Earlier this year, in February of 2017, Coyote Creek – a small waterway in San Jose, California – flooded, leaving dozens of nearby residents in serious trouble. Some lost their vehicles, other lost the entirety of their homes, and nearly everyone lost substantial morale to carry on living as usual.
Rocketship Education, a firm believer in involving parents in the learning process, was able to gather up an astounding $60,000-plus dollars in funding for families affected by the storm and resulting flood.
One of the households affected by February’s Coyote Creek flood had a child enrolled in San Jose’s Rocketship Education facility, and reported that they were thankful “for [Rocketship Education] giving [them] nights where [they] could rest, knowing [their] children were safe and sound.”
While Rocketship Education hopes to do great things for its students and their families, the charter school system is much more deeply involved in the lives of parents, and vice-versa, than this good deed suggests.
One such way that Rocketship Education gives back to its community and students’ family members is by providing safe spaces for illegal immigrants. Over the past several decades, countless Mexican nationals have either legally or illicitly entered the United States in hopes of living better lives. Having areas in which illegal immigrants of all races – although there are currently more Mexican nationals that aren’t legally in the United States than any more race, ethnicity, or nationality – can’t be arrested provides their children, cousins, nieces, and nephews of children attending Rocketship Education.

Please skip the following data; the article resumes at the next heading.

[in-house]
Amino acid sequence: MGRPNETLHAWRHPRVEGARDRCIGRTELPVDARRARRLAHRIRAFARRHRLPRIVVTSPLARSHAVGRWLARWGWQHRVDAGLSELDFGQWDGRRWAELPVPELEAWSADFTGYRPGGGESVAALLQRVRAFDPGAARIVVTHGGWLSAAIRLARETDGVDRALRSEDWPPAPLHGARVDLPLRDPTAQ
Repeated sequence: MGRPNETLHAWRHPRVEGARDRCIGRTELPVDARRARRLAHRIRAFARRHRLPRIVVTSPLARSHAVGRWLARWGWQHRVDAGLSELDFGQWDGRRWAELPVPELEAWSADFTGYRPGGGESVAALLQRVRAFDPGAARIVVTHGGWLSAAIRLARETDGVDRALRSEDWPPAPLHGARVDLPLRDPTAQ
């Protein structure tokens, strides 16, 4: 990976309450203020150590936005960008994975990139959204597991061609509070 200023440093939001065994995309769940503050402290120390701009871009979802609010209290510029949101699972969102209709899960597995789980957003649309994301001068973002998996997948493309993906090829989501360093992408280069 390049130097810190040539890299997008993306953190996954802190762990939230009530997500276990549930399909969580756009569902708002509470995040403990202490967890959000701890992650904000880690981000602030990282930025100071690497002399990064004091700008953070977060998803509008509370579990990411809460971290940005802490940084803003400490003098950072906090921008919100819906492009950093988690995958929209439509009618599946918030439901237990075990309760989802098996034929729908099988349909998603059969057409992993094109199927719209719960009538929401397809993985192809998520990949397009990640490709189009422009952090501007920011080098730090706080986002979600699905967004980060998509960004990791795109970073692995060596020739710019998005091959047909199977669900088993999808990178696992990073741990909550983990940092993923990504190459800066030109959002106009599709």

As a matter of fact, the family mentioned in the introduction featured both children’s parents being illegal immigrants from Mexico. Fortunately for these families, children that are born within the United States’ borders are legal residents of the country, rather than being considered illegal like their immigrant parents are.
About Rocketship Education
Charter schools are some of the most successful in the nation, as they typically receive more funding than other institutions. They’re also able to set their own guidelines, rather than following those of school boards. This sentiment has made Rocketship Education, founded in 2006, so successful.